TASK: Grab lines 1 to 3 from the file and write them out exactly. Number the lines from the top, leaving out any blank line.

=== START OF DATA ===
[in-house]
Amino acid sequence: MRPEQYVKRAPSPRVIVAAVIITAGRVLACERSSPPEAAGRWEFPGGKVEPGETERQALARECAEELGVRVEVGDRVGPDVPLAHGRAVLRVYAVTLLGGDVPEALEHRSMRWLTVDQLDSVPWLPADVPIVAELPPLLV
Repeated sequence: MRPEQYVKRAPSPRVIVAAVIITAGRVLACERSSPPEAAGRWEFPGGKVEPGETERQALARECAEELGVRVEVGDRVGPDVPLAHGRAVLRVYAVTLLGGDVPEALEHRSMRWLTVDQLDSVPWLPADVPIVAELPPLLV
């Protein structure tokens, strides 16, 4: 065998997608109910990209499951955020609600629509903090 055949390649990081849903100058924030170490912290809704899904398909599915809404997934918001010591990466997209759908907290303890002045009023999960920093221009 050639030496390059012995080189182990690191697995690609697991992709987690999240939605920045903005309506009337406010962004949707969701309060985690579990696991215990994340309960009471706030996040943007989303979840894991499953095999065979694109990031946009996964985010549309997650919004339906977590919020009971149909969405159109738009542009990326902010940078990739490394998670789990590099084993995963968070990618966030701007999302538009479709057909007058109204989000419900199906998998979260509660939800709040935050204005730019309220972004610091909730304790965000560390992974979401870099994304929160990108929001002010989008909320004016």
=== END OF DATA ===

[in-house]
Amino acid sequence: MRPEQYVKRAPSPRVIVAAVIITAGRVLACERSSPPEAAGRWEFPGGKVEPGETERQALARECAEELGVRVEVGDRVGPDVPLAHGRAVLRVYAVTLLGGDVPEALEHRSMRWLTVDQLDSVPWLPADVPIVAELPPLLV
Repeated sequence: MRPEQYVKRAPSPRVIVAAVIITAGRVLACERSSPPEAAGRWEFPGGKVEPGETERQALARECAEELGVRVEVGDRVGPDVPLAHGRAVLRVYAVTLLGGDVPEALEHRSMRWLTVDQLDSVPWLPADVPIVAELPPLLV